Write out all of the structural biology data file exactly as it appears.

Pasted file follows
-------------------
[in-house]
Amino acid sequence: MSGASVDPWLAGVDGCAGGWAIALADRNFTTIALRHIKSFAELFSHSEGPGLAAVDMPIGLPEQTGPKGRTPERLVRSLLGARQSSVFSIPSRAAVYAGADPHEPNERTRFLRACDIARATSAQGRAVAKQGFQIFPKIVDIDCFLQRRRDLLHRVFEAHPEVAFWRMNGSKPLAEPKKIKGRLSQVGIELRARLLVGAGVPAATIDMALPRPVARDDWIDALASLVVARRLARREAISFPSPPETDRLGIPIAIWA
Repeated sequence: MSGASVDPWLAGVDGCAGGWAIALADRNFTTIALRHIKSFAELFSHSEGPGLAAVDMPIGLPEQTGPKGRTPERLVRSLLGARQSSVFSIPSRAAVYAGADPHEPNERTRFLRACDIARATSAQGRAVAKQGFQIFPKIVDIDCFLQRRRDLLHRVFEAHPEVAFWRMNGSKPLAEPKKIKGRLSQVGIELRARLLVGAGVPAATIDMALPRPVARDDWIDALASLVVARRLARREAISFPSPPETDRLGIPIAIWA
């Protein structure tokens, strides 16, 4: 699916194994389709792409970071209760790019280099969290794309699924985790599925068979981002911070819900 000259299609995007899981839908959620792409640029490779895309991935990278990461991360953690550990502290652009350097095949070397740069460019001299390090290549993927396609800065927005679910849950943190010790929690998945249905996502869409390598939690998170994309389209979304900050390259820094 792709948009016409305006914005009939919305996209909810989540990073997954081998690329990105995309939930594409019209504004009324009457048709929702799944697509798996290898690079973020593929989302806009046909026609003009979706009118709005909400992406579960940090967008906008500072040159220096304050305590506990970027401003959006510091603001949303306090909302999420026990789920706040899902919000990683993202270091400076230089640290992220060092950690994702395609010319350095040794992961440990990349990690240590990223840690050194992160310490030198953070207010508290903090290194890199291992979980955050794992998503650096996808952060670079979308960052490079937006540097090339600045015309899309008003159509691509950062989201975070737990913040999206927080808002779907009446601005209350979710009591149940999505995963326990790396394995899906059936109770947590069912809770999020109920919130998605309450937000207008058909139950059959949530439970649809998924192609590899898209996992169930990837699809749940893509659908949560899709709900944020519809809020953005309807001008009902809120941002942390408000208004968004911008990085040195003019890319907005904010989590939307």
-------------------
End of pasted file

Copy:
[in-house]
Amino acid sequence: MSGASVDPWLAGVDGCAGGWAIALADRNFTTIALRHIKSFAELFSHSEGPGLAAVDMPIGLPEQTGPKGRTPERLVRSLLGARQSSVFSIPSRAAVYAGADPHEPNERTRFLRACDIARATSAQGRAVAKQGFQIFPKIVDIDCFLQRRRDLLHRVFEAHPEVAFWRMNGSKPLAEPKKIKGRLSQVGIELRARLLVGAGVPAATIDMALPRPVARDDWIDALASLVVARRLARREAISFPSPPETDRLGIPIAIWA
Repeated sequence: MSGASVDPWLAGVDGCAGGWAIALADRNFTTIALRHIKSFAELFSHSEGPGLAAVDMPIGLPEQTGPKGRTPERLVRSLLGARQSSVFSIPSRAAVYAGADPHEPNERTRFLRACDIARATSAQGRAVAKQGFQIFPKIVDIDCFLQRRRDLLHRVFEAHPEVAFWRMNGSKPLAEPKKIKGRLSQVGIELRARLLVGAGVPAATIDMALPRPVARDDWIDALASLVVARRLARREAISFPSPPETDRLGIPIAIWA
């Protein structure tokens, strides 16, 4: 699916194994389709792409970071209760790019280099969290794309699924985790599925068979981002911070819900 000259299609995007899981839908959620792409640029490779895309991935990278990461991360953690550990502290652009350097095949070397740069460019001299390090290549993927396609800065927005679910849950943190010790929690998945249905996502869409390598939690998170994309389209979304900050390259820094 792709948009016409305006914005009939919305996209909810989540990073997954081998690329990105995309939930594409019209504004009324009457048709929702799944697509798996290898690079973020593929989302806009046909026609003009979706009118709005909400992406579960940090967008906008500072040159220096304050305590506990970027401003959006510091603001949303306090909302999420026990789920706040899902919000990683993202270091400076230089640290992220060092950690994702395609010319350095040794992961440990990349990690240590990223840690050194992160310490030198953070207010508290903090290194890199291992979980955050794992998503650096996808952060670079979308960052490079937006540097090339600045015309899309008003159509691509950062989201975070737990913040999206927080808002779907009446601005209350979710009591149940999505995963326990790396394995899906059936109770947590069912809770999020109920919130998605309450937000207008058909139950059959949530439970649809998924192609590899898209996992169930990837699809749940893509659908949560899709709900944020519809809020953005309807001008009902809120941002942390408000208004968004911008990085040195003019890319907005904010989590939307």